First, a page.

"""]]
1. [.pdf] Angelo Di Iorio, Fabio Vitali, Stefano Zacchiroli.
**Templating Wiki Content for Fun and Profit**
. *
Technical
report UBLCS-2007-21, August 2007, Department of Computer Science, University of Bologna.
*
[[toggle id=id16 text="Abstract..."]] [[toggleable id=id16 text="""
*Abstract:* Content templating enables reuse of content structures between wiki pages. Such a feature is implemented in several mainstream wiki engines. Systematic study of its conceptual models and comparison of the available implementations are unfortunately missing in the wiki literature. In this paper we aim to fill this gap first analyzing template-related user needs, and then reviewing existing approaches at content templating. Our investigation shows that two models emerge---functional and creational templating---and that both have weakness failing to properly fit in "The Wiki Way". As a solution, we propose the adoption of creational templates enriched with light constraints, showing that such a solution has a low implementative footprint in state-of-the-art wiki engines, and that it has a synergy with semantic wikis.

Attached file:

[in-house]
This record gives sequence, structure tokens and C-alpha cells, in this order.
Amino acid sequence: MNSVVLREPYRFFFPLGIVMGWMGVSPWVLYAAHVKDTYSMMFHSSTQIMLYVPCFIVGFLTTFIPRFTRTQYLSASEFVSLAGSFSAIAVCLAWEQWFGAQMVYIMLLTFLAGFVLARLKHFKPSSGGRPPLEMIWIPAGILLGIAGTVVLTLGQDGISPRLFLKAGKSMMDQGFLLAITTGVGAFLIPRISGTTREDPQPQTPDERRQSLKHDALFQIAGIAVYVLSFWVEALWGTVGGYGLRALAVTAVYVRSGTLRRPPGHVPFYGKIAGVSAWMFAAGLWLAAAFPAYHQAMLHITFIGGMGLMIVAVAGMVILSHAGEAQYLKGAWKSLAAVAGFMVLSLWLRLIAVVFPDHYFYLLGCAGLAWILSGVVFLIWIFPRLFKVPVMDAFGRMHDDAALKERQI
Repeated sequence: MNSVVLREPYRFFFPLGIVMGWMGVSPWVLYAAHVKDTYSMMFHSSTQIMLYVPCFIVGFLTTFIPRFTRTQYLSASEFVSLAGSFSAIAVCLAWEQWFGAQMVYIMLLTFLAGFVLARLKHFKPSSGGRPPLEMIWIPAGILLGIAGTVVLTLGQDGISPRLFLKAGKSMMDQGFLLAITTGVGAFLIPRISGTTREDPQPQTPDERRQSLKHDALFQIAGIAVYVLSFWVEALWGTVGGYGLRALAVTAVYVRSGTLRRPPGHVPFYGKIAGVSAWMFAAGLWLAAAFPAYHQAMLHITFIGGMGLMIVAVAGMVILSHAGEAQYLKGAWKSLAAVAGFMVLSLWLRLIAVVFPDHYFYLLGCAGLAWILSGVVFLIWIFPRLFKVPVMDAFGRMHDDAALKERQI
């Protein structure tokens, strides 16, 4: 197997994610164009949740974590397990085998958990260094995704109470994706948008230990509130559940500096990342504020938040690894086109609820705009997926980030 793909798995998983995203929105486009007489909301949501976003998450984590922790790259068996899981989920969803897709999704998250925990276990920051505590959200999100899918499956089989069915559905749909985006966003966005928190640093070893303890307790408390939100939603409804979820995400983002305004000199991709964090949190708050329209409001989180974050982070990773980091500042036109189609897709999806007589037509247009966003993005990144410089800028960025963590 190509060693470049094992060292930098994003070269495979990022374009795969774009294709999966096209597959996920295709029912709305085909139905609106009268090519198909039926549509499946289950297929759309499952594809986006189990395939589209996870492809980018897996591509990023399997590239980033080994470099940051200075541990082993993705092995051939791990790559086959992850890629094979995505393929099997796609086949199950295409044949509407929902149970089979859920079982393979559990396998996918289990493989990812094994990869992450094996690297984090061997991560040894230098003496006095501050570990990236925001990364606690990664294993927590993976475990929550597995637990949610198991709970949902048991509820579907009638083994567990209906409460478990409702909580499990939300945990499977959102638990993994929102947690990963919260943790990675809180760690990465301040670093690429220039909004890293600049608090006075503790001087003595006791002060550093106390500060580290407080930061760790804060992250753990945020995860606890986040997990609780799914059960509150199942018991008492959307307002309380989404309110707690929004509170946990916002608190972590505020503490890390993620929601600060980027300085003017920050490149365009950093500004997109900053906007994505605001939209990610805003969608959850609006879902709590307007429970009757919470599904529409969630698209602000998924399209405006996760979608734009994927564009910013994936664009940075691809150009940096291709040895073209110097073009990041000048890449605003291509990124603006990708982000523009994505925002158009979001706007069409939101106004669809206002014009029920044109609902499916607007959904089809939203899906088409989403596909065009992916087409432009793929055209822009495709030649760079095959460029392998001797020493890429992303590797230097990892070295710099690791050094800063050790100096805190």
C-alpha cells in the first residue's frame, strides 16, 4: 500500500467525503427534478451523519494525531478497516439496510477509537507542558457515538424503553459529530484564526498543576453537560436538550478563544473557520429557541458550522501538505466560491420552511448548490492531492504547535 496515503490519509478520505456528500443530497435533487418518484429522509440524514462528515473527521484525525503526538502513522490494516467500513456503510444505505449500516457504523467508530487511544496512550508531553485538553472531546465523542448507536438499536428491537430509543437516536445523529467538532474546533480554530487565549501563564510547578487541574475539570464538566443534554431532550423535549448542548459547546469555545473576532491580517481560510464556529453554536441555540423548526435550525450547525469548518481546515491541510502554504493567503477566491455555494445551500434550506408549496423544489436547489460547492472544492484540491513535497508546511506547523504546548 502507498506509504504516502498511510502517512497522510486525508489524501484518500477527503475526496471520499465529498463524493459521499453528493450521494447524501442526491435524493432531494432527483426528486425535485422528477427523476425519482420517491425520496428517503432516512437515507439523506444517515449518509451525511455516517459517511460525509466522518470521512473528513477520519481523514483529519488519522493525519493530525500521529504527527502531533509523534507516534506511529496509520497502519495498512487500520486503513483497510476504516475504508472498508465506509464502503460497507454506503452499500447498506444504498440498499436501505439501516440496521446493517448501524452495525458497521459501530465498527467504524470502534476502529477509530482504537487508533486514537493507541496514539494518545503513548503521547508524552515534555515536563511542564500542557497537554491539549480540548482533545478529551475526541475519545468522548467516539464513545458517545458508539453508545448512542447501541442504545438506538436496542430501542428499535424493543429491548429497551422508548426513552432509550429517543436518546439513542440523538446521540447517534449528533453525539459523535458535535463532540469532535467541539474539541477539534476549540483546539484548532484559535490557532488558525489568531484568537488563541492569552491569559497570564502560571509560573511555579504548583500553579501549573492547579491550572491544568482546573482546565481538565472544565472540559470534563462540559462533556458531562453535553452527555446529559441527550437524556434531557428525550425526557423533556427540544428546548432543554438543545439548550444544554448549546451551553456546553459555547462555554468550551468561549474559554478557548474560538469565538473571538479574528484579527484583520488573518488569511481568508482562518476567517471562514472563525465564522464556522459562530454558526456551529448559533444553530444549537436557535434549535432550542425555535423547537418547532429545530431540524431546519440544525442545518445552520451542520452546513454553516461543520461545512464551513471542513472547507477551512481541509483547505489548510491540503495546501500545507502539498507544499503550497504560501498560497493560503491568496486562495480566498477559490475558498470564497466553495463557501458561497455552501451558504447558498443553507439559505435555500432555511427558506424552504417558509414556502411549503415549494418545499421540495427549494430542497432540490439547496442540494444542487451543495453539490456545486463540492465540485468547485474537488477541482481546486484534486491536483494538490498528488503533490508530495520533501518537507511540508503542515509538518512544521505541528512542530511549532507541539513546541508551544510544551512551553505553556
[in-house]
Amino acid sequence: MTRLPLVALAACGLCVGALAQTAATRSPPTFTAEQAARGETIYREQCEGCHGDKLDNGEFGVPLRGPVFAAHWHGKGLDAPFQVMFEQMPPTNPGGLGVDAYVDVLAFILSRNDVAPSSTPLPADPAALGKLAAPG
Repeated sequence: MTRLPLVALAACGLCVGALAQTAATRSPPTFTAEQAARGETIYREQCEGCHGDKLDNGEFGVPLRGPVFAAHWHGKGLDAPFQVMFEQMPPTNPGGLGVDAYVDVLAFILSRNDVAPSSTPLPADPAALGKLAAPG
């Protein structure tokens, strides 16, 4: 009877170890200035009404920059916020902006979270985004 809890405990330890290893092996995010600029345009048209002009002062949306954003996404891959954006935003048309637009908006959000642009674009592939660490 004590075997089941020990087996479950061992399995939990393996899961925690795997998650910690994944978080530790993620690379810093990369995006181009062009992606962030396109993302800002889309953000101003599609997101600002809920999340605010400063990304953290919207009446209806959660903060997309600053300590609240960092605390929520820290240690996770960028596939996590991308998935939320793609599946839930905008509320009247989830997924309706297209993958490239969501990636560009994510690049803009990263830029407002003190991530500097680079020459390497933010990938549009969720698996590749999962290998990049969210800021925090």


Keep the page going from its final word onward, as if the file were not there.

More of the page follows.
"""]]
# dissertations
1. [.pdf] Stefano Zacchiroli.
**User Interaction Widgets for Interactive Theorem Proving**
. *
Ph.D. dissertation, Technical
report UBLCS-2007-10, March 2007, Department of Computer Science, University of Bologna (advisor: Andrea Asperti; refereed
by: Christoph
Benzmueller, Marino
Miculan).
*
[[toggle id=id12 text="Abstract..."]] [[toggleable id=id12 text="""